President Donald Trump said Monday he's in no rush to respond to a coordinated attack that hit Saudi Arabia's oil industry over the weekend.Marketsread more
The price of oil could go sharply higher, depending on the duration of the disruption at Saudi oil facilities and whether there is a military response.Powering the Futureread more
Energy stocks, one of the worst-performing sectors this year, spiked Monday after an attack on Saudi Arabia's heart of oil production Saturday sent oil prices soaring.Marketsread more
The Saudi-led military coalition battling Yemen's Houthi movement said on Monday that the attack on Saudi oil plants was carried out by Iranian weapons and did not originate...Oilread more
After a series of setbacks on the road to an initial public offering, the parent company of real estate start-up WeWork is delaying the move, sources told CNBC Monday.Technologyread more
"The United States military, with our interagency team, is working with our partners to address this unprecedented attack and defend the international rules-based order that...Politicsread more
Crude oil's spike following attacks on Saudi Arabia's energy supply has experts weighing whether or not the gains will last.ETF Edgeread more
"In the old days, the averages would've plunged on this kind of oil shock. I know because I've lived through a bunch of them, starting in 1973," Jim Cramer says.Mad Money with Jim Cramerread more
Traders in the fed funds futures market on Monday were pricing in a 34% chance that the Fed will stay put on rates.The Fedread more
The meeting comes amid months of stalled trade talks between Washington and New Delhi, resulting in both sides taking retaliatory measures.Asia Politicsread more
Gas prices could rise by about 20 cents per gallon "starting tomorrow," oil analyst Andy Lipow says Monday.Oil and Gasread more
There appears to be an arms race by hackers to steal computing power from the public cloud to mine cryptocurrencies, RedLock co-founder and CEO Varun Badhwar told CNBC on Thursday.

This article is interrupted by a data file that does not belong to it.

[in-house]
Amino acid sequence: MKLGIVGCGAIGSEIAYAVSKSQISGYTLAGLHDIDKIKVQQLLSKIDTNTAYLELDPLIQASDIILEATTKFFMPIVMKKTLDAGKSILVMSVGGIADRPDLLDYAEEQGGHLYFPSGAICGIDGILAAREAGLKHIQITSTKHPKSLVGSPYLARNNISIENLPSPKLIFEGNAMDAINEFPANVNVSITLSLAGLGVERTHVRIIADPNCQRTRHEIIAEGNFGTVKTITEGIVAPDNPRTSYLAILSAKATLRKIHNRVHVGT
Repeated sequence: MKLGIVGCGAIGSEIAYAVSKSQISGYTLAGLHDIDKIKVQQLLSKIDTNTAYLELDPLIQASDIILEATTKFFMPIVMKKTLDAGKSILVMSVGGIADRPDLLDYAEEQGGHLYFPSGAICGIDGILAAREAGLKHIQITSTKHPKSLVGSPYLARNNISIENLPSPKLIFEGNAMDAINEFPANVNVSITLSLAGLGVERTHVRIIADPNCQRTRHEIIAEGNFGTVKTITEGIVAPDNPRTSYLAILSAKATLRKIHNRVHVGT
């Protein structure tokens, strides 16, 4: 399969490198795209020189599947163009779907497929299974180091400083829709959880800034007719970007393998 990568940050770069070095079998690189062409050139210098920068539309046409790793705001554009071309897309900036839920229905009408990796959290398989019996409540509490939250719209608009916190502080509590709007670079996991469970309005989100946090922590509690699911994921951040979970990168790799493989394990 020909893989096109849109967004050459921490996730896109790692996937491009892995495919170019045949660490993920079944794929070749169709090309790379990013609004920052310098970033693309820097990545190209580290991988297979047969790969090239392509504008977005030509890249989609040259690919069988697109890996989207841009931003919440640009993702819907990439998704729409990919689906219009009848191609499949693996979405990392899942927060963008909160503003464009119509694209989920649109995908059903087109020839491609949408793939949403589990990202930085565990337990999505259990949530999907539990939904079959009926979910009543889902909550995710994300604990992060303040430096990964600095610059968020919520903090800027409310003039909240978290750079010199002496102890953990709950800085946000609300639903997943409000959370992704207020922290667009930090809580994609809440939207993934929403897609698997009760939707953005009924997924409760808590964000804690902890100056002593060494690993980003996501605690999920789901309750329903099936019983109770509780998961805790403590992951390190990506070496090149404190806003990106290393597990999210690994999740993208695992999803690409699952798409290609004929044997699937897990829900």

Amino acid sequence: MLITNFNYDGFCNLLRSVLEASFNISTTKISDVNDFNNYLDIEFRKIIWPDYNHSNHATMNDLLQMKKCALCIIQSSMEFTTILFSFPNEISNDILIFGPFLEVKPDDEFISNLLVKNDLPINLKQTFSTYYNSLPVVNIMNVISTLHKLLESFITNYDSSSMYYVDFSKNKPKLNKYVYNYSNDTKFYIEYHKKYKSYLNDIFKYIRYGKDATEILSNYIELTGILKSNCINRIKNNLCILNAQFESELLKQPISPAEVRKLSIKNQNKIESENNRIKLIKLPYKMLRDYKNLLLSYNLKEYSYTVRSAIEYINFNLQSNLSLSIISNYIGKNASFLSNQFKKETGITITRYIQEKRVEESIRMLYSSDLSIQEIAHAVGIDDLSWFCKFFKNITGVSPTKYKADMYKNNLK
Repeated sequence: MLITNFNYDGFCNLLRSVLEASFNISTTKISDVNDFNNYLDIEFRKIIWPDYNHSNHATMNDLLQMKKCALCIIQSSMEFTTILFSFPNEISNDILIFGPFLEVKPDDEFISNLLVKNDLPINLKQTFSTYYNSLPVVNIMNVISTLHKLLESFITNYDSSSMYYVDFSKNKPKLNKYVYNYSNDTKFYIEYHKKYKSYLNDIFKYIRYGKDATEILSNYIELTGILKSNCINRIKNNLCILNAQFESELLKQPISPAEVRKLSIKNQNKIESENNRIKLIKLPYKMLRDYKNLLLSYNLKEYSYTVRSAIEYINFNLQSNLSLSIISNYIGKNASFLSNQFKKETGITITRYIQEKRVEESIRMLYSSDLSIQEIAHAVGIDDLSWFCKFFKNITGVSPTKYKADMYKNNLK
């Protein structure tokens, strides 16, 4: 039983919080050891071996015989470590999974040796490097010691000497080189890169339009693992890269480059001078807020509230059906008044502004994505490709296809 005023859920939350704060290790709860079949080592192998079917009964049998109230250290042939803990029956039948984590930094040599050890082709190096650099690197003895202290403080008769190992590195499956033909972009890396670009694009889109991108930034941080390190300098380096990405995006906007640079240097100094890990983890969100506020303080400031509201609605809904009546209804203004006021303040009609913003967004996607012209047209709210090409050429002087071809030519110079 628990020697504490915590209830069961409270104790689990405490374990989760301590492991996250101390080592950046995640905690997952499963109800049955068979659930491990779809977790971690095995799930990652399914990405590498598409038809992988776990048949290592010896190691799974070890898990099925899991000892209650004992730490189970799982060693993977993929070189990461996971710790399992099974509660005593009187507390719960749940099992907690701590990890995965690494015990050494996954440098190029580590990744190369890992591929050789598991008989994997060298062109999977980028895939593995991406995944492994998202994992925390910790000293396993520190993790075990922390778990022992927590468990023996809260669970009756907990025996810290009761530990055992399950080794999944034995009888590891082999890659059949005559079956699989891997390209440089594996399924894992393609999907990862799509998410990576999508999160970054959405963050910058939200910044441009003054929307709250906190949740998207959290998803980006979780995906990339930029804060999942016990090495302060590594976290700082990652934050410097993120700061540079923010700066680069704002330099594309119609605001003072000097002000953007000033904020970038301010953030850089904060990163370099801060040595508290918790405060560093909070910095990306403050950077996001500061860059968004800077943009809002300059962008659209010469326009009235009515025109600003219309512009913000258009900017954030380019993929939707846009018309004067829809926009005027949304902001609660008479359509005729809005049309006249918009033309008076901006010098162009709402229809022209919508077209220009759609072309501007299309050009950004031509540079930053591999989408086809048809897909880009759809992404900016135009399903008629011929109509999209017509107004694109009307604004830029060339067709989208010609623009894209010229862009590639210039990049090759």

Cryptojacking, a process whereby hackers deploy software that exploits a computer's central processing unit to mine cryptocurrency, is on the rise, said Badhwar, whose firm specializes in cloud security.
"Money doesn't grow on trees but it, in fact, does today with cryptocurrencies," Badhwar told "Squawk Box."
The soaring value of cryptocurrencies, a growing billion dollar market, is prompting hackers to shift their focus from stealing data to pilfering computing power.
"What we're facing today is attackers, instead of going after and stealing data, are trying to find free effectively or cheap [computing] resources to use to complete these transactions," he said.
Last week, RedLock revealed Tesla's Amazon Web Services cloud account was compromised by hackers and used for cryptocurrency mining, a process where miners solve complex mathematical problems to validate a transaction and add it to the underlying network.
RedLock didn't specify which cryptocurrency was mined in the cyberbreach. Tesla stated that its investigation founded no indication that customer privacy or vehicle safety had been violated in the breach.
"We're not sure what the financial impact of Tesla was," Badhwar said Thursday. "We have seen in a couple of days they can rack up to a quarter million dollars worth of compute bills for the customers. And, yes, they can get away with thousands of dollars worth of cryptocurrency."
Badhwar, whose firm is made up of security experts and former entrepreneurs of successful cloud security companies, said security programs for the cloud are currently very immature.
"What it really takes is it getting very mature quickly on cloud security programs, getting good monitoring controls to make sure you're understanding who's getting into your environment."
— CNBC's Ryan Browne contributed to this report.